I did my first 200-hour Yoga Teacher Training course at Mt Madonna Center in Santa Cruz, California twenty years ago. Mt Madonna center is a residential community that was established by master yogi Baba Hari Das; I lived there for a month to complete my training. At the time, Mt Madonna staff teachers taught many traditional yogic cleansing techniques as part of the yoga teacher training program. We would begin our days early in the morning with nasal cleansing (neti) and candle gazing (trataka). Some brave souls attempted gastric cleansing (dhauti) by swallowing a long strip of fabric and then pulling it out. In addition, each student was strongly encouraged to do a whole day digestive cleanse that involved fasting, vigorous twisting poses, abdominal cleansing (nauli), lots of water and lots of trips to the bathroom.
All these cleansing practices were meant to purify the body and assist in maintaining physical health and wellbeing. They are called shat kriyas (or shat karmas). Shat kriyas are meant to reduce and eliminate impurities both on the physical and energetic levels of the system. They include:
• Dhauti (gastric cleansing) – swallowing of the cloth,
• Basti (colonic cleansing) – drawing water in through the anus (similar to enema),
• Neti (nasal cleansing) – pouring lightly salted water through the nostrils,
• Nauli (abdominal cleansing) – abdominal manipulation with muscular contractions,
• Trataka (gazing) – staring at the candle without blinking,
• Kapalbhati (skull shining) – rapid forceful exhalations.
Personally, I tried almost all of these (except for dhauti and basti) with various success. Some of those techniques are more invasive than others. When I did my whole day cleanse with nauli at Mt Madonna Center, I was promised a feeling of lightness in the body, better digestion, improved energy and more focused mind. What I got was a distressed digestive system that took two weeks to recover. At the time I was a twenty-year-old without any physiological problems.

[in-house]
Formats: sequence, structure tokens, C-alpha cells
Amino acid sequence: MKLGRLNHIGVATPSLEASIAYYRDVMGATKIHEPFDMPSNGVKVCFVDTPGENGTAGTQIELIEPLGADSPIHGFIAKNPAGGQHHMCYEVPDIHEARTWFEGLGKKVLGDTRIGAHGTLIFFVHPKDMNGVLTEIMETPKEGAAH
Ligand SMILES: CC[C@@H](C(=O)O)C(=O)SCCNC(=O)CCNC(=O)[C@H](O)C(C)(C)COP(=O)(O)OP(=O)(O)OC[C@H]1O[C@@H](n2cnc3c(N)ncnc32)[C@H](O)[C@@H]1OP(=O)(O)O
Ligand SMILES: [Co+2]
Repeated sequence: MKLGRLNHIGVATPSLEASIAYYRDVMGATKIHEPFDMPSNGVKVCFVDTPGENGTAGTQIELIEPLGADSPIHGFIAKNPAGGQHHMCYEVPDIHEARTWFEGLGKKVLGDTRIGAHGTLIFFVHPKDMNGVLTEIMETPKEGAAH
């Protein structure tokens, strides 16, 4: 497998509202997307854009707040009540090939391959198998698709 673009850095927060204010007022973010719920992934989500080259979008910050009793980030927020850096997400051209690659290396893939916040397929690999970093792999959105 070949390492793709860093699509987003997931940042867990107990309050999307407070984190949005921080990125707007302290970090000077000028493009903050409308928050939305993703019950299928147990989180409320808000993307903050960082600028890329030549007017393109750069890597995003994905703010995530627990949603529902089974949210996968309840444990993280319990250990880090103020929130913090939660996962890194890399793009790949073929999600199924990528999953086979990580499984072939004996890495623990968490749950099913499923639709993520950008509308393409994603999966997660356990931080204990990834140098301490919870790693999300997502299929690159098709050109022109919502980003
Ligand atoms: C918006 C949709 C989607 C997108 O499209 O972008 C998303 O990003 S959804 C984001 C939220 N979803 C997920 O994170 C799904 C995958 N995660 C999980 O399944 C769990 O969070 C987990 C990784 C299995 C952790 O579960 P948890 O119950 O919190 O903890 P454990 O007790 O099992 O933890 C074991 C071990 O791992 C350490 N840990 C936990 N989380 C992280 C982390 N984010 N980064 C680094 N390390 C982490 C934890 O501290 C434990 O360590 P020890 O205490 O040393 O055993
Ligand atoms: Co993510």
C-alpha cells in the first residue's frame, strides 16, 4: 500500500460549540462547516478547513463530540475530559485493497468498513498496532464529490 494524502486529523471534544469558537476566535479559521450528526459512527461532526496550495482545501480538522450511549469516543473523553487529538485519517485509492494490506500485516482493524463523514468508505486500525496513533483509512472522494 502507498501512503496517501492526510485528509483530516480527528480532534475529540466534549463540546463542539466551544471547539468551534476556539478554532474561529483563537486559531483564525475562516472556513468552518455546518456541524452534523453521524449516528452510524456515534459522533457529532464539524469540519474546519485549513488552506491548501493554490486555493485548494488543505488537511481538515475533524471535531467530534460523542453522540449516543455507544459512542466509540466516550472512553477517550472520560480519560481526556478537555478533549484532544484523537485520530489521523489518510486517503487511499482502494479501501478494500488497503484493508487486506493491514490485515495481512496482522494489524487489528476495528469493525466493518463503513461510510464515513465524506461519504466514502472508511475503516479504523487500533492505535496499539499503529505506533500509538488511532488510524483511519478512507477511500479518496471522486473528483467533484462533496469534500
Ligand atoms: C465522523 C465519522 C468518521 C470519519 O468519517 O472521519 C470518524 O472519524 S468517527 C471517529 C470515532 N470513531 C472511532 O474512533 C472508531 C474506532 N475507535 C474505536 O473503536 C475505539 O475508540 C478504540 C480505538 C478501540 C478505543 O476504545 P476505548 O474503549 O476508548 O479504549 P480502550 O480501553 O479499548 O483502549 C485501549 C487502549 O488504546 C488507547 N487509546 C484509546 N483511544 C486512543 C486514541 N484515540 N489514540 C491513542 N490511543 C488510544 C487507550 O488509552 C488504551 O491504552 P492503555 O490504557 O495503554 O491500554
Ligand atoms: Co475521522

Like many other advanced yogic practices, kriyas should be approached carefully, gradually and mindfully. They are not for everyone. As a yoga teacher and yoga therapist, I would never recommend half of those practices to my students, but the other half can be pretty useful. Utilizing a neti pot to irrigate one’s sinuses helps to clear extra mucus and debris from your nose. Gazing at a candle for extended period of time helps to cleanse the eyes and clear the mind. And brief controlled Kapalbhati can be useful to raise the body temperature and induce a particular mental state.
Kapalbhati is one of those interesting techniques that can either help you or harm you, depending on how and how much you do it. While some articles tout its immense benefits, the others rhetorically ask “Is Kapalbhati killing you?” What exactly is Kapalbhati and why is it so controversial? Next time we will take a closer look at this technique and what it does for the body – tune in!
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